No matter how careful developers are or how comprehensive tests are applied before deployment, there will always be some level of issues to deal with in production.
When it comes to managing issues and ensuring application quality, two main metrics should be on our radar: time to discover and time to resolve issues.
As the names suggest, the first indicates how long it takes for the development team to discover that something went wrong, and the second shows how long it usually takes to debug and fix the source of the error.
Both times should be as low as possible in order to guarantee the best experience for the end-user. Below are the main aspects impacting these times and tips to help you along the way:
Time to Discover
Detection and Awareness
Although it’s obvious that being able to detect issues is fundamental to dealing with it, you would be impressed by how many bugs are probably happening in your application right now without you knowing it.
This is a typical occurrence for teams who are still using old-school monitoring for modern distributed cloud infrastructure. Many solely rely on AWS CloudWatch for monitoring Lambda functions, for example, which has several limitations, including the inability to uncover issues that your team should be taking care of.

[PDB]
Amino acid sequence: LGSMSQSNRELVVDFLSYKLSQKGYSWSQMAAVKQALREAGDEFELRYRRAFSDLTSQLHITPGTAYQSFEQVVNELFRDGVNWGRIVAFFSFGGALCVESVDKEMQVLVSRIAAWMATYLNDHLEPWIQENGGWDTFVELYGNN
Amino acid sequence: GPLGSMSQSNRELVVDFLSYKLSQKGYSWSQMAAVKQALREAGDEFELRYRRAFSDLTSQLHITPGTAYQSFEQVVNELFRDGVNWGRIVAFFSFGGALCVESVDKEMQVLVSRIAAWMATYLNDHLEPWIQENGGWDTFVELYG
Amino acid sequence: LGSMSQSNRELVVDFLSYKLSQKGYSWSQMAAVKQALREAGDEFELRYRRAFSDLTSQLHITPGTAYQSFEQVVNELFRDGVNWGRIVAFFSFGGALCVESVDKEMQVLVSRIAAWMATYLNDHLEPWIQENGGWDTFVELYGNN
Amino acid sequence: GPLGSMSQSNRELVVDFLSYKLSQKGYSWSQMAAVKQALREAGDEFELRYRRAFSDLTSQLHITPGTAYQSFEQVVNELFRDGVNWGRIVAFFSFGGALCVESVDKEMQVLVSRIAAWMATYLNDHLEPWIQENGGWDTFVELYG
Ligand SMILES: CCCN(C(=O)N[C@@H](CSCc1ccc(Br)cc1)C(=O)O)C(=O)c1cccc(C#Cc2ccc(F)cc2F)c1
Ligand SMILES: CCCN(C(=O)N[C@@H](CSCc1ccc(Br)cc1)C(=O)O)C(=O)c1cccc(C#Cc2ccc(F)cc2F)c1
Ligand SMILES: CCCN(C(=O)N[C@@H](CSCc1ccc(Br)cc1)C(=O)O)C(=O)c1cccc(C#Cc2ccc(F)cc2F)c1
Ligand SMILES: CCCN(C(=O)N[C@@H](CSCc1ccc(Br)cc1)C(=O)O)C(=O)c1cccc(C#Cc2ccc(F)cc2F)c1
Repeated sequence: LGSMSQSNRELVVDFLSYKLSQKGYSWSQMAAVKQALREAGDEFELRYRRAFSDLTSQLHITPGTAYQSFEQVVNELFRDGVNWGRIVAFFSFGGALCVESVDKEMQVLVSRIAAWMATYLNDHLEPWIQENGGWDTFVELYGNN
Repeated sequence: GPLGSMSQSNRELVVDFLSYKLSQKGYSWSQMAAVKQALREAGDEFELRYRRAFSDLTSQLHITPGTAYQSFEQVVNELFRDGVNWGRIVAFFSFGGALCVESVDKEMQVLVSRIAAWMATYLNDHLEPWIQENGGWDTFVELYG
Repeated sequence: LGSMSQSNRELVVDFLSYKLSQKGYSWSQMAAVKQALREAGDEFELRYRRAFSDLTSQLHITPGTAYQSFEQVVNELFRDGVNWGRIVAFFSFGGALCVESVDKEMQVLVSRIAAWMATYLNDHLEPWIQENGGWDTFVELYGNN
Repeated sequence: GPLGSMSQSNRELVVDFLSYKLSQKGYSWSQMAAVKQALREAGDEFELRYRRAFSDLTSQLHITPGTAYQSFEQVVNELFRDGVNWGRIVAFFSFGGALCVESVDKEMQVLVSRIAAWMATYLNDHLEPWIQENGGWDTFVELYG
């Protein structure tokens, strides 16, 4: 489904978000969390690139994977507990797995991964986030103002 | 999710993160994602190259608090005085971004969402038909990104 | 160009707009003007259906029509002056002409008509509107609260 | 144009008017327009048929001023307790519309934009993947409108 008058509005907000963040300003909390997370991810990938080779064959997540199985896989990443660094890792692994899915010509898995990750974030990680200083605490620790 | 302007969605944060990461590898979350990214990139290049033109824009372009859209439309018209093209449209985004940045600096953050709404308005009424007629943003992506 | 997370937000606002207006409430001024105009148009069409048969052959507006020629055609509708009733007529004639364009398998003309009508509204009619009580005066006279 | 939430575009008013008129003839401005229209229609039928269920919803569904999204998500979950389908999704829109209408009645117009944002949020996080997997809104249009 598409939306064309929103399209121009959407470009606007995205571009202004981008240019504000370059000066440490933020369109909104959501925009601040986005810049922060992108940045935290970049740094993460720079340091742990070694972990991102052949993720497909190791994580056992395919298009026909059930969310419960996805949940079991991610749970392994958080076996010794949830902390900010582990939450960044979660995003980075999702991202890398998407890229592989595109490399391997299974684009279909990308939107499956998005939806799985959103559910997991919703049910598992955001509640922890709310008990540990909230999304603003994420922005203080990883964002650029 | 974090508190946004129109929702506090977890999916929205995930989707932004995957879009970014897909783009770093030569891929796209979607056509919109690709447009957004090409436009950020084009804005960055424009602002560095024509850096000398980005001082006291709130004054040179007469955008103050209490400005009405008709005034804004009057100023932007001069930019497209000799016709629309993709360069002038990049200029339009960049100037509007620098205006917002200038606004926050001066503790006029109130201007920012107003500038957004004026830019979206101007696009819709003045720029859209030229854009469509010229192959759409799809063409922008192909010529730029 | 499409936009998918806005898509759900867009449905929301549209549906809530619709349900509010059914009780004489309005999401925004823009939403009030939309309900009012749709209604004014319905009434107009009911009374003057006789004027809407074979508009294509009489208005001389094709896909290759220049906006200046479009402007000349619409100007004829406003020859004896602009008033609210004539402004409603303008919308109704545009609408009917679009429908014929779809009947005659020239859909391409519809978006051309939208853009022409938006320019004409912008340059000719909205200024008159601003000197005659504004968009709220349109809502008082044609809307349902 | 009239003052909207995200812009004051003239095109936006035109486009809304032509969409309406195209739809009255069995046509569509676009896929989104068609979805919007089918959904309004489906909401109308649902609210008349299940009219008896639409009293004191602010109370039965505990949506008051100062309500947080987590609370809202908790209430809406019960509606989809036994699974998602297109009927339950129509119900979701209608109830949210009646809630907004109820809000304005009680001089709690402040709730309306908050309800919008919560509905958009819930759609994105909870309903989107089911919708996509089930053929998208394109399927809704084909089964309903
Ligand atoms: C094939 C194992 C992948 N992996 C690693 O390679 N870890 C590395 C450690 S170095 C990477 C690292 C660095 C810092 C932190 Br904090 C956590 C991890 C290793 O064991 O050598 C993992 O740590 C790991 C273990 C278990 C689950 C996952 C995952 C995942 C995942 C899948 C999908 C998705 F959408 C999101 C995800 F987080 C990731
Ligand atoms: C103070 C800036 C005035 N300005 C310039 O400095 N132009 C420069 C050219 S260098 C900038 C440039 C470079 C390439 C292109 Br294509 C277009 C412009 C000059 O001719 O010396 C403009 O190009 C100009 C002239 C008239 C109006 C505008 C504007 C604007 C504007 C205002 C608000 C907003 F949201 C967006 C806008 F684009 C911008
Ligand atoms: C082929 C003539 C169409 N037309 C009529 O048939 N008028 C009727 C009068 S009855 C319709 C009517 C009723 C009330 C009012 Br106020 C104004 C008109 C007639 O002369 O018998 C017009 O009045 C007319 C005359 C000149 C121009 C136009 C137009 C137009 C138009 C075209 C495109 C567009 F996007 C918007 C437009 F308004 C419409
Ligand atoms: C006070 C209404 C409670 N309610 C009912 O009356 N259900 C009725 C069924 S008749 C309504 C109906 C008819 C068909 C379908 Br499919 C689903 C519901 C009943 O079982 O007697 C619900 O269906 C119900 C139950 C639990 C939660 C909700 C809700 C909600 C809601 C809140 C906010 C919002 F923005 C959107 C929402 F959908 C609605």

A key to reducing time to discover issues is a proactive alerting system. It makes no sense to regularly search your application logs looking for potential problems. That is where failure detection algorithms come in.
Having an automated monitoring system detecting issues for you, allows it to send your team an alert within a couple of seconds. Usually, you will be able to choose whether you want to receive those alerts by e-mail or a Slack channel, for instance.
Time to Resolve
Precision in Accessing Logs
In a traditional server-based infrastructure, one server or container serves multiple unrelated requests simultaneously. Isolating logs to debugging purposes is difficult.
Many monitoring systems follow the same approach for Serverless functions. In CloudWatch, for instance, hundreds or even thousands of Lambda invocations may be mixed together in a single log stream.
Modern approaches, such as the one used in Dashbird, aim to isolate logs for each request. When developers need to debug, they will find the data they need well organized and easy to browse and read, all in one place. This can save numerous hours in development time and reduce the time to resolution of issues, as we have discovered from our own customers.
Lastly, tracing is about profiling all interactions with external resources out of a serverless function invocation process. This would include database queries, third-party APIs, etc.
Sometimes, the source of an issue may be in a bad performing IO-bound operation, for example, such as retrieving an object blob from S3 or information from a database. In these cases, only looking at AWS Lambda logs will not help. That’s where tracing comes in to fill the missing gaps in information for a fast and precise debugging experience.
Being able to consume logs in connection with this rich tracing profiling is key for developers to identify the root causes of issues and work on solutions as quickly as possible.